Russian energy companies also expanded their footprint in Vietnam’s exclusive economic zone, while also aiding Indonesia’s own energy exploration initiatives off the coast of the Natuna Islands. Thus, in a bizarre twist of events, Moscow ended up arming and aiding China’s maritime rivals across Southeast Asia.

Forced Retrenchment

To be fair, Russia tried to soften the blow by regularly conducting joint military drills with China, from the Far East and Central Asia to the East China Sea. Moscow also largely echoed Beijing’s line on U.S. naval presence in the area as well as the 2016 arbitral tribunal award at The Hague, which nullified the bulk of China’s expansive claims in the South China Sea.

Nevertheless, Moscow successfully maintained relatively balanced relations with all major claimants in the area. But Russia’s invasion of Ukraine threatens to upend its expanding strategic footprint in Southeast Asia, thus preventing the Eurasian power from playing a more independent and decisive role in the South China Sea.

The vast majority of Southeast Asian nations have been horrified by Moscow’s brazen actions in Ukraine, thus their fateful decision to support the United Nations General Assembly resolution condemning the invasion. Describing the crisis as an “existential issue”, Singapore, the region’s most developed nation, has imposed unprecedented sanctions on Russia.

With a new round of Western sanctions now targeting even Russia’s central bank, and global financial and logistics entities boycotting Moscow, the Eurasian power is struggling to maintain trade and investment relations with even old allies such as Vietnam.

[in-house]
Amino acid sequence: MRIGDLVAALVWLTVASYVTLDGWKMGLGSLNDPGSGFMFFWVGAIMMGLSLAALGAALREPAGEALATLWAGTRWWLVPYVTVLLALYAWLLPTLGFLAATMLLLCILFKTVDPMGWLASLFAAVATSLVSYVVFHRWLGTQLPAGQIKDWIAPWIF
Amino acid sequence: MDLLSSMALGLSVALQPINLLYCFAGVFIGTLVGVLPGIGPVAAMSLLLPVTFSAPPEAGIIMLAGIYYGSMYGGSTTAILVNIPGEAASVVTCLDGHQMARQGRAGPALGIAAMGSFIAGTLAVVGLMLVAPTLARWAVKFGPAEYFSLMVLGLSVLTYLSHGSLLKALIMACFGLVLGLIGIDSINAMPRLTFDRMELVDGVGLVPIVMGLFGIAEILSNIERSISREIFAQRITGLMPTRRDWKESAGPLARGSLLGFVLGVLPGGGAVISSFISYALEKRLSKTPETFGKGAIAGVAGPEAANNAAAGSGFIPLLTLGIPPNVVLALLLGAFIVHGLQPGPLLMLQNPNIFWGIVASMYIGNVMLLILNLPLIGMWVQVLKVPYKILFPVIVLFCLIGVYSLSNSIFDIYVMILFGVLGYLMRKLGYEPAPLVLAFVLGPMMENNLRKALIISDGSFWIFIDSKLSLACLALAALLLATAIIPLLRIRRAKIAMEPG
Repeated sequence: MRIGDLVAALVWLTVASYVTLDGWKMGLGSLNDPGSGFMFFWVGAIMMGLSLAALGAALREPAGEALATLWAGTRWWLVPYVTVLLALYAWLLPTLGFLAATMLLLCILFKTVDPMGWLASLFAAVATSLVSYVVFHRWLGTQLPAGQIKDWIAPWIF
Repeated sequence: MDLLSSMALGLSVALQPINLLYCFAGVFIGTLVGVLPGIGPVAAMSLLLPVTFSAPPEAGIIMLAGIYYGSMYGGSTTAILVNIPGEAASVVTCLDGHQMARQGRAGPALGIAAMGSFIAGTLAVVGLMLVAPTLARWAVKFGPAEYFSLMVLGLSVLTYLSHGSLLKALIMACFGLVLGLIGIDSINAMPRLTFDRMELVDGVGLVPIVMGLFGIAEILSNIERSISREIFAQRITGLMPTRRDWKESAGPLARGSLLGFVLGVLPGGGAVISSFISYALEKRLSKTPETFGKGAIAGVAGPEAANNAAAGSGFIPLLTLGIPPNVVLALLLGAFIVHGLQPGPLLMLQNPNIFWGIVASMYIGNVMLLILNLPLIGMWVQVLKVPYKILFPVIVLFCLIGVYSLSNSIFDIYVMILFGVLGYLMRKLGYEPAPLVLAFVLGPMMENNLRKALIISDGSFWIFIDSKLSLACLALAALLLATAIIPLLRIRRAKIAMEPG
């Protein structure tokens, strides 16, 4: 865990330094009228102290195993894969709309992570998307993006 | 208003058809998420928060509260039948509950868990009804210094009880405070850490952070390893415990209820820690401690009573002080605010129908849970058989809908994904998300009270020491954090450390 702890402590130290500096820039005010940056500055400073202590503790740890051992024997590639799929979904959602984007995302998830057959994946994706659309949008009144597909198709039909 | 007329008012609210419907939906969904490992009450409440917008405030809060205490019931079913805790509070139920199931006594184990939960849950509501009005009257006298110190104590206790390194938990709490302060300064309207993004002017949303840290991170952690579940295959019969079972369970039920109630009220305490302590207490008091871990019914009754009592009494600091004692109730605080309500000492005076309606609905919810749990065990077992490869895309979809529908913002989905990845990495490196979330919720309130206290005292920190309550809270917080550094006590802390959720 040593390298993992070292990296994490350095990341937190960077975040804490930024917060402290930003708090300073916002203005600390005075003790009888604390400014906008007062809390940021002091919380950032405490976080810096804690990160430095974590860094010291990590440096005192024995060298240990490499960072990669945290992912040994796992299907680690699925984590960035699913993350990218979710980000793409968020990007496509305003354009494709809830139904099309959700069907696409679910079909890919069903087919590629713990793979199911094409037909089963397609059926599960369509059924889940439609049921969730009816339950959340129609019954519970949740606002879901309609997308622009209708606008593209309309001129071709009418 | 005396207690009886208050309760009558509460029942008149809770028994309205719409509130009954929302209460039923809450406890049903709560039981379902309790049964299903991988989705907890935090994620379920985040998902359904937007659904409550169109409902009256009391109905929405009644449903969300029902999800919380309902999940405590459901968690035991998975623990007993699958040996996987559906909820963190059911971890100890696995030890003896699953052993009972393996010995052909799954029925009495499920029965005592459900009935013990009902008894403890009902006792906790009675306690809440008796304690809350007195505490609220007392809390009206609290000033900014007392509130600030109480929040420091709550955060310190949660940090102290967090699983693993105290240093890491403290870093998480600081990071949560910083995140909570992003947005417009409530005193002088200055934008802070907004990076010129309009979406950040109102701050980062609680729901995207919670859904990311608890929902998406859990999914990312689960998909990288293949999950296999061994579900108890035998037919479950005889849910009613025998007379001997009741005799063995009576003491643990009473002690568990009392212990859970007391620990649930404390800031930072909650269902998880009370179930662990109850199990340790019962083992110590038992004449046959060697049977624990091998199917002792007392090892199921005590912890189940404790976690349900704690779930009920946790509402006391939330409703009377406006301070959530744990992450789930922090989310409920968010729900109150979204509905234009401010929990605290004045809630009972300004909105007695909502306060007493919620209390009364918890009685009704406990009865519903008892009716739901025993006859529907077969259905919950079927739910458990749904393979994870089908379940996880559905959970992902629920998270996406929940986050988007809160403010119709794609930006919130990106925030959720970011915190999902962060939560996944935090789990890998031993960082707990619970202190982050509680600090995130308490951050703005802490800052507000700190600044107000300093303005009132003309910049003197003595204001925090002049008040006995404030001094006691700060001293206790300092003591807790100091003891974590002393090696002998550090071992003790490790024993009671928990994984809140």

The impact on Russia’s relations with new strategic partners could be even catastrophic. The threat of U.S. sanctions already scuttled Indonesia’s multi-billion-dollar arms deals with Russia earlier this year. The expansion of sanctions, under the Countering America’s Adversaries Through Sanctions Act (CAATSA), on the Russian arms industry could complicate, if not torpedo, planned and future arms deals with other key regional states such as the Philippines.

It’s now highly doubtful whether the Pentagon would grant CAATSA sanctions waivers on Russian arms exports to treaty allies in the region. New barrages of sanctions could also undermine Russia’s energy investments in the region, especially as transaction costs and logistics transfers become increasingly prohibitive. Above all, an isolated Russia may end up increasingly dependent on China.

From Finance Minister Anton Siluanov to Kremlin adviser Sergey Karaganov, top Russian officials have openly admitted that China will be their ultimate fallback option. As Beijing becomes the more dominant partner in the Sino-Russian axis, it will likely pressure Moscow against arming and aiding its rivals in the South China Sea and beyond.

And with the crisis in Europe absorbing the world’s attention, China may also feel more emboldened to impose its will in the South China Sea through increasingly aggressive, expansive military and paramilitary activities. No wonder then, just weeks into Russia’s invasion of Ukraine, China unilaterally cordoned off much of the Gulf of Tonkin for a week-long military drill, including in areas that fall within Vietnam’s exclusive economic zone and continental shelf. Overall, Russia’s disastrous war in Europe could reduce it to a marginal player in Asia’s maritime landscape, thus depriving a number of Southeast Asian states of a major strategic partner.

About Richard Javad Heydarian

Richard Javad Heydarian is an Asia-based academic, currently a Research Fellow at National Chengchi University (Taiwan), and author of, among other works, The Rise of Duterte: A Populist Revolt against Elite Democracy and The Indo-Pacific: Trump, China, and the New Struggle for Global Mastery.